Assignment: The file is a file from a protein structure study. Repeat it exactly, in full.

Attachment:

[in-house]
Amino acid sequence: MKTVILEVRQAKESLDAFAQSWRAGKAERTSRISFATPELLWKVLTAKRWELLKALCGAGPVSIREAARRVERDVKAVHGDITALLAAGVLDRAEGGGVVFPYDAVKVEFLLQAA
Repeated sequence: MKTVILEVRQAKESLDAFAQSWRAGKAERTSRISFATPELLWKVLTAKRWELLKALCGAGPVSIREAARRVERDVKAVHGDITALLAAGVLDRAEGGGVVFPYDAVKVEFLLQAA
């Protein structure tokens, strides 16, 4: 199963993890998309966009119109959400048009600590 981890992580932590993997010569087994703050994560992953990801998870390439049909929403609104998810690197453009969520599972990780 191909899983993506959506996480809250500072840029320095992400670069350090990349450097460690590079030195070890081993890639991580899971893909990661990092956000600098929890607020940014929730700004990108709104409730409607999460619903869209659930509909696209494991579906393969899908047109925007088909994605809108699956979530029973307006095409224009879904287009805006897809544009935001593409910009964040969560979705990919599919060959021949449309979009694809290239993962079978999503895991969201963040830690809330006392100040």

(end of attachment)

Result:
[in-house]
Amino acid sequence: MKTVILEVRQAKESLDAFAQSWRAGKAERTSRISFATPELLWKVLTAKRWELLKALCGAGPVSIREAARRVERDVKAVHGDITALLAAGVLDRAEGGGVVFPYDAVKVEFLLQAA
Repeated sequence: MKTVILEVRQAKESLDAFAQSWRAGKAERTSRISFATPELLWKVLTAKRWELLKALCGAGPVSIREAARRVERDVKAVHGDITALLAAGVLDRAEGGGVVFPYDAVKVEFLLQAA
């Protein structure tokens, strides 16, 4: 199963993890998309966009119109959400048009600590 981890992580932590993997010569087994703050994560992953990801998870390439049909929403609104998810690197453009969520599972990780 191909899983993506959506996480809250500072840029320095992400670069350090990349450097460690590079030195070890081993890639991580899971893909990661990092956000600098929890607020940014929730700004990108709104409730409607999460619903869209659930509909696209494991579906393969899908047109925007088909994605809108699956979530029973307006095409224009879904287009805006897809544009935001593409910009964040969560979705990919599919060959021949449309979009694809290239993962079978999503895991969201963040830690809330006392100040």